Category: LGBTQ

Tom Daley’s Not Gay

Posted by – December 3, 2013

I don’t know (or care, really) who Tom Daley is, but here’s the thing: all day they’ve been saying he’s gay, when he says he “still fancies girls” but is happy to be in a relationship currently with a man. To me that means he’s bisexual, or pansexual, or has another word for himself, but “gay” isn’t it.

He never uses the word gay in his video (or homosexual, or any synonym for either).

So, yeah. This is why people don’t think bi people exist – because when they do come out, even if they clearly do not call themselves gay, everyone assumes they’re gay.

It tires me, the way gayness eclipses any other possible sexuality. Cranky queer het that I am.

World AIDS Day

Posted by – December 1, 2013

This is the kind of thing I find myself teaching, or referring to, because I teach things that touch on the history of sexuality and on LGBTQ issues. It’s very hard to get across what it was like to younger people who grew up in an era when people lived long, full, otherwise healthy lives despite AIDS. But now it’s gotten to the point where unprotected anal sex is on the rise, again, which means the rates of infection are going up (again).

I have covered wars, before the epidemic began and since. They are all ugly and painful and unjust, but for me, nothing has matched the dread I felt while walking through the Castro, the Village, or Dupont Circle at the height of the AIDS epidemic. It could seem as if a neutron bomb had exploded: the buildings stood; cars were parked along the roadside; there were newsstands and shops and planes flying overhead. But the people on the street were dying. The Castro was lined with thirty-year-old men who walked, when they could, with canes or by leaning on the arms of their slightly healthier lovers and friends. Wheelchairs filled the sidewalks. San Francisco had become a city of cadavers.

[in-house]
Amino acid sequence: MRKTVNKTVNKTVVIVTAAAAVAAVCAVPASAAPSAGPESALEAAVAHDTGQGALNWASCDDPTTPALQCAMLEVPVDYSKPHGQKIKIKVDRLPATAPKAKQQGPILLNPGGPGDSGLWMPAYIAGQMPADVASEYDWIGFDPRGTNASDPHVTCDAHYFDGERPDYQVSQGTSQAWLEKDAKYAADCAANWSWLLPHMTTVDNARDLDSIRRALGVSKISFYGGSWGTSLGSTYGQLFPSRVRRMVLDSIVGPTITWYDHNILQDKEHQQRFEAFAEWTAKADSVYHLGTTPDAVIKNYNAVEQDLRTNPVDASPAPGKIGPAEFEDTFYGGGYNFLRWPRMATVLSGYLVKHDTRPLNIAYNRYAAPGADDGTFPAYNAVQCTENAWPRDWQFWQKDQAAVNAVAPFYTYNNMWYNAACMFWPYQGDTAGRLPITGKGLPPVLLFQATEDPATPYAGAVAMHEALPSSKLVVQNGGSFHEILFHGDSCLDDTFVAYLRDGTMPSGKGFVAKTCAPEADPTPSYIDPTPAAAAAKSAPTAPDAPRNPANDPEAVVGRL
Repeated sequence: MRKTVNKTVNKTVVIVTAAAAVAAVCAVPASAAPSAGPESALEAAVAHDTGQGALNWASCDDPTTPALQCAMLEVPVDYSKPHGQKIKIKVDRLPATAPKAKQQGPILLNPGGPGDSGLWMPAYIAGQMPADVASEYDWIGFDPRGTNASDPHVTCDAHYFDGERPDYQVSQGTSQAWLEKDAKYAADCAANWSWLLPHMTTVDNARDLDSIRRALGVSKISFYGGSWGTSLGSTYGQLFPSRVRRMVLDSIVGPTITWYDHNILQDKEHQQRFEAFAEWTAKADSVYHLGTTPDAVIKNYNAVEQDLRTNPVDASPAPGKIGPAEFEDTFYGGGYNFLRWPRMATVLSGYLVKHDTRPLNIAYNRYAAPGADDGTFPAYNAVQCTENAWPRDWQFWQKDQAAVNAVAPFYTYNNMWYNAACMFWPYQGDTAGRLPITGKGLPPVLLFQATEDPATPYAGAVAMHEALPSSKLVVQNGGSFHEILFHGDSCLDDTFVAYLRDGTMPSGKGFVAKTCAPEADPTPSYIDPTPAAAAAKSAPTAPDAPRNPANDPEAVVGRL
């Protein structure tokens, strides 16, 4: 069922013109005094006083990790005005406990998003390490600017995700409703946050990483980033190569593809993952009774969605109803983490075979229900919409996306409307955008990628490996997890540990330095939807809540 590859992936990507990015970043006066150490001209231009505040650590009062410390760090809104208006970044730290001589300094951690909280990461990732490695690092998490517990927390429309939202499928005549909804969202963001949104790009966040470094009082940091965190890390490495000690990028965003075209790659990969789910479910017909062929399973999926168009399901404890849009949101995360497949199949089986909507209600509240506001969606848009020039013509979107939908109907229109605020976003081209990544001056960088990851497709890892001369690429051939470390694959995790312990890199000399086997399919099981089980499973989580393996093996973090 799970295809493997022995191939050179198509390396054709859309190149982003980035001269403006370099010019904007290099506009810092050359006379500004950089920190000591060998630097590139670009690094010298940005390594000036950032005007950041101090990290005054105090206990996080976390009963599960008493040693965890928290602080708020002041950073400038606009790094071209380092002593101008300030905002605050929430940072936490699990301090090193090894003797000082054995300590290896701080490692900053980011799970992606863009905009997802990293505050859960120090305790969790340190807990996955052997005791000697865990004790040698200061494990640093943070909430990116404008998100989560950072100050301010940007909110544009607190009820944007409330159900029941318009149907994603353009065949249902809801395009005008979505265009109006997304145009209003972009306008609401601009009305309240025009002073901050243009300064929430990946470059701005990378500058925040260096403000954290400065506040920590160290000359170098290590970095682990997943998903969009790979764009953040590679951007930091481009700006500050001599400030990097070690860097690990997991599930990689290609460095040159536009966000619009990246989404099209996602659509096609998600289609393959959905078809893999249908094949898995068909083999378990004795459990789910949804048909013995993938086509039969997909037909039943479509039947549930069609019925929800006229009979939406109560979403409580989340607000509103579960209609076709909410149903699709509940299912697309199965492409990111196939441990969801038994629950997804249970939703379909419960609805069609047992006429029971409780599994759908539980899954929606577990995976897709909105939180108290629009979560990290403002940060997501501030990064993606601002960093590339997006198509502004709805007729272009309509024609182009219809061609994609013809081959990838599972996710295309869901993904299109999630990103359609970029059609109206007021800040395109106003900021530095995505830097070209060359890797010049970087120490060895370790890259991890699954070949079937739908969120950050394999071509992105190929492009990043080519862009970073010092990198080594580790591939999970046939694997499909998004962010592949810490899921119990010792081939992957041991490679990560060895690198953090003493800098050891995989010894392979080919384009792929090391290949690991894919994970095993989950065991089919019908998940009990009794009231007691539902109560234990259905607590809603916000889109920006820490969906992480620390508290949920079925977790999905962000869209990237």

& Honestly, we can do better than that.

It’s World AIDS Day. Get tested, play safe.

Fair Wisconsin LGBT Leadership Conference: Feb 7-9, 2014

Posted by – November 18, 2013

Online registration for the 2014 Wisconsin LGBT Leadership Conference is now open — register now and enjoy early bird rates!  Held February 7-9, 2014, we have another weekend full of inspiring speakers, educational workshops and fun social networking planned, and you won’t want to miss it.  Click here to learn more about the conference and register today!

SAVE THE DATE: February 8, 2014 — for the 2014 Annual Leadership Awards and Gala Dinner in Milwaukee, featuring a Keynote by Kate Bornstein!  This annual gala dinner is our largest event and is held the same weekend as the Leadership Conference (tickets sold separately).  Online registration is coming soon!  Please contact breianna.hr@fairwisconsin.com for more information about sponsorship opportunities, or to reserve a table today.

ENDA Keeps On

Posted by – November 4, 2013

ENDA Again?

Posted by – October 30, 2013

So it looks like ENDA may come to a vote early next week – according to Harry Reid.

The bill is unlikely to gain much traction in the Republican controlled House, but could provide Democrats with another opportunity to paint the GOP as out of step with most Americans by obstructing a bill aimed at ending workplace discrimination on the basis of sexual orientation and gender identity.

Sign NCTE’s online petition.

Domestic Partner Benefits Considered By WI State Supreme Court

Posted by – October 24, 2013

So this happened in Wisconsin today: arguments were made to & for Wisconsin’s domestic partner benefits & registry.

At issue is whether domestic partnerships create a legal status that is “substantially similar” to marriage and therefore violate the state’s 2006 constitutional ban on gay marriage.